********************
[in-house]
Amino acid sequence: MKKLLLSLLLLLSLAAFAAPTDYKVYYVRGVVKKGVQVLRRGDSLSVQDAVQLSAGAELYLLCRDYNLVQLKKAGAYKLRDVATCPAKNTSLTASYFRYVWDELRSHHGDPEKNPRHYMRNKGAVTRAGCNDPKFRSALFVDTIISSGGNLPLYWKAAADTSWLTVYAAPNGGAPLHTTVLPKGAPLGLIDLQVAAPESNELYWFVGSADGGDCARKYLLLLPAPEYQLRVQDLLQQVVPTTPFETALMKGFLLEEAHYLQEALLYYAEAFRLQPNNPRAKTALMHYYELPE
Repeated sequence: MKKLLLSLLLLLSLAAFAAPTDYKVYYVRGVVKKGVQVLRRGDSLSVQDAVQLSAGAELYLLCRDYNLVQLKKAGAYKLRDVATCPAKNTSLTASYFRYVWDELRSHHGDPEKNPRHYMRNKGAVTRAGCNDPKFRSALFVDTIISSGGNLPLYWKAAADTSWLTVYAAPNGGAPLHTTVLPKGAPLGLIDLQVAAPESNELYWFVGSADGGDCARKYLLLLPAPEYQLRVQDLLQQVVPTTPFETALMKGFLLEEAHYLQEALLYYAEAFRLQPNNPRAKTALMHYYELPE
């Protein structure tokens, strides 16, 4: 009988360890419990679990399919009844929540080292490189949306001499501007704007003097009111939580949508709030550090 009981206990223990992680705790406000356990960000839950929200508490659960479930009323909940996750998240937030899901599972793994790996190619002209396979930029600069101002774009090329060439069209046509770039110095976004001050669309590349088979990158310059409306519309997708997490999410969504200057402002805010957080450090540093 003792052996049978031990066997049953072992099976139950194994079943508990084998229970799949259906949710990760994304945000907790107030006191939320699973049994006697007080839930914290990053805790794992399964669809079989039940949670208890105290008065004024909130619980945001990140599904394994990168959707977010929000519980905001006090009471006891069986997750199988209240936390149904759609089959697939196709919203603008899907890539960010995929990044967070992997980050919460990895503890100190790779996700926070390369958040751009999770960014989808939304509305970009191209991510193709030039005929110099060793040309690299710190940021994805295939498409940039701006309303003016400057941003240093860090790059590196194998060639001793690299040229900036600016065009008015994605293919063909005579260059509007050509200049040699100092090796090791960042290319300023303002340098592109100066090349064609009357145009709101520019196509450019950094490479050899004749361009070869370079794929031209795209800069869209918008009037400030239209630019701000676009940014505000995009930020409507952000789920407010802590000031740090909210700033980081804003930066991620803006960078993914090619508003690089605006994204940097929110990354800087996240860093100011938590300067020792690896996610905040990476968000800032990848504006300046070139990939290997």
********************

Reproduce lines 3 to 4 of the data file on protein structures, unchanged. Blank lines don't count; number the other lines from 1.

Repeated sequence: MKKLLLSLLLLLSLAAFAAPTDYKVYYVRGVVKKGVQVLRRGDSLSVQDAVQLSAGAELYLLCRDYNLVQLKKAGAYKLRDVATCPAKNTSLTASYFRYVWDELRSHHGDPEKNPRHYMRNKGAVTRAGCNDPKFRSALFVDTIISSGGNLPLYWKAAADTSWLTVYAAPNGGAPLHTTVLPKGAPLGLIDLQVAAPESNELYWFVGSADGGDCARKYLLLLPAPEYQLRVQDLLQQVVPTTPFETALMKGFLLEEAHYLQEALLYYAEAFRLQPNNPRAKTALMHYYELPE
């Protein structure tokens, strides 16, 4: 009988360890419990679990399919009844929540080292490189949306001499501007704007003097009111939580949508709030550090 009981206990223990992680705790406000356990960000839950929200508490659960479930009323909940996750998240937030899901599972793994790996190619002209396979930029600069101002774009090329060439069209046509770039110095976004001050669309590349088979990158310059409306519309997708997490999410969504200057402002805010957080450090540093 003792052996049978031990066997049953072992099976139950194994079943508990084998229970799949259906949710990760994304945000907790107030006191939320699973049994006697007080839930914290990053805790794992399964669809079989039940949670208890105290008065004024909130619980945001990140599904394994990168959707977010929000519980905001006090009471006891069986997750199988209240936390149904759609089959697939196709919203603008899907890539960010995929990044967070992997980050919460990895503890100190790779996700926070390369958040751009999770960014989808939304509305970009191209991510193709030039005929110099060793040309690299710190940021994805295939498409940039701006309303003016400057941003240093860090790059590196194998060639001793690299040229900036600016065009008015994605293919063909005579260059509007050509200049040699100092090796090791960042290319300023303002340098592109100066090349064609009357145009709101520019196509450019950094490479050899004749361009070869370079794929031209795209800069869209918008009037400030239209630019701000676009940014505000995009930020409507952000789920407010802590000031740090909210700033980081804003930066991620803006960078993914090619508003690089605006994204940097929110990354800087996240860093100011938590300067020792690896996610905040990476968000800032990848504006300046070139990939290997």